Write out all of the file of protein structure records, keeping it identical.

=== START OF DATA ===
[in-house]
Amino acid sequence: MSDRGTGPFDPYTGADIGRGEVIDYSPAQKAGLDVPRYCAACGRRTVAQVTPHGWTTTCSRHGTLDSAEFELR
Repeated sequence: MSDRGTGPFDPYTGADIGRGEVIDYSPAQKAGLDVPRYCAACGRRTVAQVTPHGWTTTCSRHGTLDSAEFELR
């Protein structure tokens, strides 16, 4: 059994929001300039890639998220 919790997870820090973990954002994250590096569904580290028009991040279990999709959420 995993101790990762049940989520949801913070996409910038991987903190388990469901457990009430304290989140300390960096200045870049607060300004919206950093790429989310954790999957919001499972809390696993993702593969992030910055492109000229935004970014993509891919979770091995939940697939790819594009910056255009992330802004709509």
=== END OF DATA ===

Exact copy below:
[in-house]
Amino acid sequence: MSDRGTGPFDPYTGADIGRGEVIDYSPAQKAGLDVPRYCAACGRRTVAQVTPHGWTTTCSRHGTLDSAEFELR
Repeated sequence: MSDRGTGPFDPYTGADIGRGEVIDYSPAQKAGLDVPRYCAACGRRTVAQVTPHGWTTTCSRHGTLDSAEFELR
């Protein structure tokens, strides 16, 4: 059994929001300039890639998220 919790997870820090973990954002994250590096569904580290028009991040279990999709959420 995993101790990762049940989520949801913070996409910038991987903190388990469901457990009430304290989140300390960096200045870049607060300004919206950093790429989310954790999957919001499972809390696993993702593969992030910055492109000229935004970014993509891919979770091995939940697939790819594009910056255009992330802004709509």